The possibility of adding SVG support via a "svglib.c" extension

Added by Paul almost 5 years ago

This is mostly notes from a discussion with Christoph Moder who had hacked parts of gmt_plot.c and pslib.c to write svg instead of PostScript.

svg is vector graphics like PS, but made for the web (PS is for print). svg is an open specification and there are tools (e.g., the free inkscape) that can read and write svg and let you edit (similar to the commercial Adobe Illustrator).
There are some unanswered questions:

  1. Are there on-to-one equivalent svg commands to all ps commands used in pslib?
  2. svg simplifies grouping of objects. is there an equivalent PS comment?
  3. Can pstoedit be used to convert PS to svg, thus bypassing this idea entirely?

Some action items:

  1. We decided that first, pslib should issue the DSC comments %%BeginObject and %%EndObject to organize GMT layers. It is not clear yet if these are parsed and acted on by Illustrator or pstoedit but they should so this is a simple thing to do. This was implemented Nov 29, 2012.
  2. Find all PSL_command statements that write free-form PS and see if we can abstract these into general PSL commands; otherwise an SVG version would not be straightforward. I.e., we want to isolate all writing via the PSL library so that a replacement SVG library is possible in the future.
  3. Experiment with the limitations of pstoedit. Looks like it does not translate PS images to SVG, which was surprising. However, inkscape seems capable of parsing both PS and PDF so it is worth determining what the limitations are, perhaps give feedback to the pstoedit developer, before we embark on a SVG implementation in GMT.

If it seems worth doing we will make a branch for playing with this, requesting volunteers to help with the implementation of the svglib.c functionality.


Replies (2)

RE: The possibility of adding SVG support via a "svglib.c" extension - Added by Paul almost 5 years ago

As some further testing I tried to open Example 29 PostScript file in inkscape. That plot has a mix of images with clip masks, contours, symbols, text, in other words a fairly complicated plot representative of many GMT illustrations. The PS imported just fine. Using the ungroup menu (multiple times) I was able to get to any little detail one might wish to change, such as lines and points, text items etc. Looked pretty good to me, so I guess one would need to come up with a case where things don't work as well to justify having native SVG output in GMT. Whatever inkskape is doing, it clearly is able to parse the PS correctly. Interestingly, when I saved the original PS to plain svg, I found the following:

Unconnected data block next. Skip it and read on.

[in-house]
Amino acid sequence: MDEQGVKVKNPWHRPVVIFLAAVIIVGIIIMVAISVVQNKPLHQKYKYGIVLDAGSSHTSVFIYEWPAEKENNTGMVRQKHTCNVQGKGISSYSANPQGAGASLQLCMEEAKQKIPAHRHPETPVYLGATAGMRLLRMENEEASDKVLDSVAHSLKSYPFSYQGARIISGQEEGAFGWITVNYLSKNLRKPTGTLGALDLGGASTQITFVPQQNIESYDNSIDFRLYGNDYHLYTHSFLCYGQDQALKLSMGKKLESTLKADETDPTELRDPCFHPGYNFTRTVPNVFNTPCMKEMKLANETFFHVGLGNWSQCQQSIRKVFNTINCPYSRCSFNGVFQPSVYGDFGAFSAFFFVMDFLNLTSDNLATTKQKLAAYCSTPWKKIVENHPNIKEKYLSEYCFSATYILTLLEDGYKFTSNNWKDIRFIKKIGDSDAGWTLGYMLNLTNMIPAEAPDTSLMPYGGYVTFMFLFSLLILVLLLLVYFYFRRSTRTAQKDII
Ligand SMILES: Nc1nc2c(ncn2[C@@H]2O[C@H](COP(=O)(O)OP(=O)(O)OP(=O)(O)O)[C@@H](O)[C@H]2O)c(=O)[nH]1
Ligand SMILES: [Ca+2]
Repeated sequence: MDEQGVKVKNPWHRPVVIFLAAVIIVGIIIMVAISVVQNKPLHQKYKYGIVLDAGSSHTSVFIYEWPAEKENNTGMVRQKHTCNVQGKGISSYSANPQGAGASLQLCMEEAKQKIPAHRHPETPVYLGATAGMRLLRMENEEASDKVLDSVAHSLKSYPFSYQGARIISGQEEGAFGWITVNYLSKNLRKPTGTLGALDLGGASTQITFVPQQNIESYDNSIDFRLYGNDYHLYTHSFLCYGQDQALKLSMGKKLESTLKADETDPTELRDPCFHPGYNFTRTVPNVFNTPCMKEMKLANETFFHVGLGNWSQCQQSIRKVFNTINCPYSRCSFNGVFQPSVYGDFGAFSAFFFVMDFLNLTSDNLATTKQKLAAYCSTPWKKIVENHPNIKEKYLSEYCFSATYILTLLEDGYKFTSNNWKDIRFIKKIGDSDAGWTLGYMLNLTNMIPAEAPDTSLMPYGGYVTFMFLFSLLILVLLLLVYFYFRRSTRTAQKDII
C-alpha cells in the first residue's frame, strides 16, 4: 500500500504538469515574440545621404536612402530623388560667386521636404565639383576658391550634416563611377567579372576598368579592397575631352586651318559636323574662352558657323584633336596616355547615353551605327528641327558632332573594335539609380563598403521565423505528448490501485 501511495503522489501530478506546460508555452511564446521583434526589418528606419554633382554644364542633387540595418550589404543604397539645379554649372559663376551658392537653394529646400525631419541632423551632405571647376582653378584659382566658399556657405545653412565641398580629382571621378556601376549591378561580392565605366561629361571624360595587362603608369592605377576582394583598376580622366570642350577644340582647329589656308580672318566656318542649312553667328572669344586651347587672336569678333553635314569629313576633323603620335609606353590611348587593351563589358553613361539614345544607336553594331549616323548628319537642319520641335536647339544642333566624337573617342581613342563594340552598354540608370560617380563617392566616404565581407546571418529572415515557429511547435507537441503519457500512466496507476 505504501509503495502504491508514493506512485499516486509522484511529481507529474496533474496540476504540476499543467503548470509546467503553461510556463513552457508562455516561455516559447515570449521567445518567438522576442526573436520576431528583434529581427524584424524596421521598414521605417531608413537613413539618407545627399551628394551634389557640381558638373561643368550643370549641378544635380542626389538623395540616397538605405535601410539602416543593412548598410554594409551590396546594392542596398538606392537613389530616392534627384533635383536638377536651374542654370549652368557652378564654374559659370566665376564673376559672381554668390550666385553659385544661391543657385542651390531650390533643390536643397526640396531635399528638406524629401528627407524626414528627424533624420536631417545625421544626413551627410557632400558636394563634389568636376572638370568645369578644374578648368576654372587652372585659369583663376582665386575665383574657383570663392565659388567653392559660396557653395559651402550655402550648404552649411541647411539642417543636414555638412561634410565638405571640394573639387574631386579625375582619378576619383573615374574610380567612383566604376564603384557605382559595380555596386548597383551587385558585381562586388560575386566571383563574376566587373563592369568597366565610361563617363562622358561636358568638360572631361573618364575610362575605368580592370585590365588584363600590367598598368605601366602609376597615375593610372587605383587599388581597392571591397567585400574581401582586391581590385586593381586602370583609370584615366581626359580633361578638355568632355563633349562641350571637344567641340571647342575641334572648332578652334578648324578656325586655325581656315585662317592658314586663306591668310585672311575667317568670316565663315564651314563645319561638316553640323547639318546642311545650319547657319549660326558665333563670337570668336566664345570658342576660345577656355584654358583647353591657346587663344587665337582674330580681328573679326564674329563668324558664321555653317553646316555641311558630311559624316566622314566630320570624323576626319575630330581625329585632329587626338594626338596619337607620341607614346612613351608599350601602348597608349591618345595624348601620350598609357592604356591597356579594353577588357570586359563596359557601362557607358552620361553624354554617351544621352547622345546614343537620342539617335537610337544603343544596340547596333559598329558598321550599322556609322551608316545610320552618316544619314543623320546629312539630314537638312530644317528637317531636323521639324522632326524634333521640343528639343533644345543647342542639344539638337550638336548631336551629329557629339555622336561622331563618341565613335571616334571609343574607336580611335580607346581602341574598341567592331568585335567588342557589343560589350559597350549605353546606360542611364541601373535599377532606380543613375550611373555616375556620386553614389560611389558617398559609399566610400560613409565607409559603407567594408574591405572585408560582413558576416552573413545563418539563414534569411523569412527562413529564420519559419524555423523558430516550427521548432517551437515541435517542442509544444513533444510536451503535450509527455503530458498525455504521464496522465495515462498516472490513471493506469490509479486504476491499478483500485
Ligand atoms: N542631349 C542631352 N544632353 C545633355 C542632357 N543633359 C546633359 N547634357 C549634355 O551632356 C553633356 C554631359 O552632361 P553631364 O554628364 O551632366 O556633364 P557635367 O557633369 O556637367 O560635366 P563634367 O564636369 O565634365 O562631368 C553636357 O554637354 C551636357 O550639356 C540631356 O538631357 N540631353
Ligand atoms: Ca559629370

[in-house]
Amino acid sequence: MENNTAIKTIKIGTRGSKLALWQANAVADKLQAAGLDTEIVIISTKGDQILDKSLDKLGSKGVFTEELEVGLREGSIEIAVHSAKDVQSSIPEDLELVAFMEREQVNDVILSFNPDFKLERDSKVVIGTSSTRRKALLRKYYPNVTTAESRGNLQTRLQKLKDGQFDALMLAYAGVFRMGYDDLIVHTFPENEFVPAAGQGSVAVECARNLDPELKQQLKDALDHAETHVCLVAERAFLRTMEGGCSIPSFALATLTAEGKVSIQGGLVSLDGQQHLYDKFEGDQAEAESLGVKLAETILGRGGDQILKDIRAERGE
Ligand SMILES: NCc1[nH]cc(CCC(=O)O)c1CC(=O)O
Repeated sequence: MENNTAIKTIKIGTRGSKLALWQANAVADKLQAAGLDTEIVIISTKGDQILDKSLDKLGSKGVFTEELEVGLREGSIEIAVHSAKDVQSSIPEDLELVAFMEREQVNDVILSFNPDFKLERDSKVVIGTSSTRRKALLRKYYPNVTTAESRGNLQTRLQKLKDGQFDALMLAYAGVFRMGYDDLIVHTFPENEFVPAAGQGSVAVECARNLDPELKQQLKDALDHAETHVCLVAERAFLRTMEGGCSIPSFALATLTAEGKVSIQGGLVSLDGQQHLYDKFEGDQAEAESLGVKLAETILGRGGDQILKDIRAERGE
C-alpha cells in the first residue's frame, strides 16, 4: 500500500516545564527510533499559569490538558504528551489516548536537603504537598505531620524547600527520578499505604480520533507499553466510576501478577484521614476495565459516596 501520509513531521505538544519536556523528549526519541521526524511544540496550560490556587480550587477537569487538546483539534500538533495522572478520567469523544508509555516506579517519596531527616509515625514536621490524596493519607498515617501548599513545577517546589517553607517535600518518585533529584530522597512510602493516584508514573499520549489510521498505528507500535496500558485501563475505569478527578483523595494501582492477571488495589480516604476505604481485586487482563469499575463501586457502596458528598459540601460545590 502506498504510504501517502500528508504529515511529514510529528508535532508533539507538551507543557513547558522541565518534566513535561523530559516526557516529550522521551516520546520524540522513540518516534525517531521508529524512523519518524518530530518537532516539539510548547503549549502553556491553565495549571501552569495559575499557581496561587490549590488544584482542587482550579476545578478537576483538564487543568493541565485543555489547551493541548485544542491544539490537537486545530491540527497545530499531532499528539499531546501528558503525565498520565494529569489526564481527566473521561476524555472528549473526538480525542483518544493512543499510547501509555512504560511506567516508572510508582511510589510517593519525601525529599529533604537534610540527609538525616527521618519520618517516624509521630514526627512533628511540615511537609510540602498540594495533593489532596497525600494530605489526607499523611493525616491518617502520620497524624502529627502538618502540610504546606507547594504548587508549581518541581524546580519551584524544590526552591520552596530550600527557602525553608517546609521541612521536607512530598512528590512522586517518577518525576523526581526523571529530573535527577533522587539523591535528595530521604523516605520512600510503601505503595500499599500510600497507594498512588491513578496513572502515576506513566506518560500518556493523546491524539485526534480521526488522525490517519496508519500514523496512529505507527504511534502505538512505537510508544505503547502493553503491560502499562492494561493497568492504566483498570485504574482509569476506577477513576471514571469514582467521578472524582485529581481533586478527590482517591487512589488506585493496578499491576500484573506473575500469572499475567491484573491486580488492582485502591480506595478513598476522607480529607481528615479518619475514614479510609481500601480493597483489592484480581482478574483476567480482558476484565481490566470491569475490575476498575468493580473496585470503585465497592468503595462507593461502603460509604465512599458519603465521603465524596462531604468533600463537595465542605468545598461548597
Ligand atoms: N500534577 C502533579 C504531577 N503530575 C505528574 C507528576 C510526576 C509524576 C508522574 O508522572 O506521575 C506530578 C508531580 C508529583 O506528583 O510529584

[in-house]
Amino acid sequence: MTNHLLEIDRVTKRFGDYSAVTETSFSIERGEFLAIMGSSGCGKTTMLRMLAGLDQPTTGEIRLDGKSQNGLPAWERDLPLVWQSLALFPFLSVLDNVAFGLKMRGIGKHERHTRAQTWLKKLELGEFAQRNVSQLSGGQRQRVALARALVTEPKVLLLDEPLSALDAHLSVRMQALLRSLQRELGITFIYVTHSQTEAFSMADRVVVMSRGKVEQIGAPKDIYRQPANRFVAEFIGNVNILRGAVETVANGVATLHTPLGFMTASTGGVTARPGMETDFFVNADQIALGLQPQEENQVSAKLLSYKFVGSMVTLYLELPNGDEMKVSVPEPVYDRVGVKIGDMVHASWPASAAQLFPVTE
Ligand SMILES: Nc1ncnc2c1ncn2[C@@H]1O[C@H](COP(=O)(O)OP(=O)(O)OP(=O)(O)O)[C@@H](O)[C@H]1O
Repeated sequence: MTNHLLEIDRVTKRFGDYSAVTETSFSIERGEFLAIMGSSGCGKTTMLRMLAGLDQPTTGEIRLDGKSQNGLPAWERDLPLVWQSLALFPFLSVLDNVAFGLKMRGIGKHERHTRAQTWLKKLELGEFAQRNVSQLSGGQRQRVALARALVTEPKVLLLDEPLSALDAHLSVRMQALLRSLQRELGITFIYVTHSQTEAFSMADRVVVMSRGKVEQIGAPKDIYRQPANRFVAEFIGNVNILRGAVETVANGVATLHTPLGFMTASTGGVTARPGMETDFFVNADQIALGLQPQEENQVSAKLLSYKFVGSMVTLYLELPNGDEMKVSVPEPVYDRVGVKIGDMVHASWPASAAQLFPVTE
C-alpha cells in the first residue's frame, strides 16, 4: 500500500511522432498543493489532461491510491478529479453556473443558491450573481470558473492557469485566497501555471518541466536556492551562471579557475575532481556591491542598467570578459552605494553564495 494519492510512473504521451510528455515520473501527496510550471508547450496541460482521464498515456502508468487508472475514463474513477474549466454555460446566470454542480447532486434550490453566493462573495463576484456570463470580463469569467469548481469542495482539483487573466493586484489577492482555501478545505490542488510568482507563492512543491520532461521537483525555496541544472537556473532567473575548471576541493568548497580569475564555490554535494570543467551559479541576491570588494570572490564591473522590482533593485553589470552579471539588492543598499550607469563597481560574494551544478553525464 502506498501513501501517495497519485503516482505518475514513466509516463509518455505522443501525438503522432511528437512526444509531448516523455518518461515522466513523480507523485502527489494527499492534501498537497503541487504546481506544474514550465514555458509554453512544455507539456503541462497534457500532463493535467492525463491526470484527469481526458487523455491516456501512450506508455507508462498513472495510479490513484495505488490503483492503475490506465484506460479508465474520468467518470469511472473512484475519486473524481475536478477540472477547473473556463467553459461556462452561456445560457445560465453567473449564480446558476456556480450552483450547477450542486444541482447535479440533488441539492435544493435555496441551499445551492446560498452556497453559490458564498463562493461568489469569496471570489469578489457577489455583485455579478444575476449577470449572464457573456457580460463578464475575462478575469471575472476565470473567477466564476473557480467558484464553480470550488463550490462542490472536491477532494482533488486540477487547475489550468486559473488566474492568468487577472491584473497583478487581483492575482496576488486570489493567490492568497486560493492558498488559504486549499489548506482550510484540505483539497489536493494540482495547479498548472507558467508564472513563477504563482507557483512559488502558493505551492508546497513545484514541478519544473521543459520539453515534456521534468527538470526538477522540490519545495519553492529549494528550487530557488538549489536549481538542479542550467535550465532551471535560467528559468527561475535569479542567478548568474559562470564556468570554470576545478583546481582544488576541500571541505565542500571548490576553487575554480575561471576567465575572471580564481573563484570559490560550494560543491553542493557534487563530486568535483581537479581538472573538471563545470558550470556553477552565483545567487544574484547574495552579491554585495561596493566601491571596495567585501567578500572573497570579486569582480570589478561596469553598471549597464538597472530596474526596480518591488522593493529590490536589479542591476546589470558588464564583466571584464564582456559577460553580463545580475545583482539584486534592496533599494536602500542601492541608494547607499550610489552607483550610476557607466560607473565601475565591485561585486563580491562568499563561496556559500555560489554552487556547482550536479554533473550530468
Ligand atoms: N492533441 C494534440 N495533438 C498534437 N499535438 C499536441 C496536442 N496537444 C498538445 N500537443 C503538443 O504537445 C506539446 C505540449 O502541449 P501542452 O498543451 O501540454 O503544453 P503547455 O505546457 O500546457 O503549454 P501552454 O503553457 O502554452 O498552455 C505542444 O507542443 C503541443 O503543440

1. inkscape could read the svg back in, successfully, so everything is retained in the svg file.
2. Illustrator (CS4 version) read the svg, complained that clipping will be lost, then gave a garbled plot with lots of things missing, some lines with very thick pens, etc; basically useless. it is possible AI CS6 will do better but I have my doubts. Please provide feedback if you have CS6.
3. Safari and Firefox browsers read the svg but the images were scaled incorrectly, clipping did not work, and the psscale bars were blank. I guess it is the common webkit that has the bug.

So things don't look too mature or consistent across applications. If the basic viewers have trouble with anything complicated then people simply will not use this for figures. Perusing the W3C pages on SVG lists the same tools and viewers as above, so looks like there is very slow progress on accepting SVG. Given all of this it is hard to justify spending development time having GMT produce SVG natively at the present time.

RE: The possibility of adding SVG support via a "svglib.c" extension - Added by Paul over 3 years ago

Time for an update, June 2014: I have added SVG as a new output format in ps2raster, since gs has a svg driver. I experimented a bit with example 33 in this case. The SVG produced is viewable in the browser but label clipping along contours is deactivated. Using inkscape to convert the PDF to SVG keeps the clipping correct, but the SVG as written causes the image to be misrepresented in the browser. Finally, using Adobe Illustrator 6 to write out SVG form PDF yields a similar result. Importing the ps2raster-generated SVG into Illustrator results in fat pens (factor of 10?). So it continues to be non-prime-time for SVG, the W3C standard...

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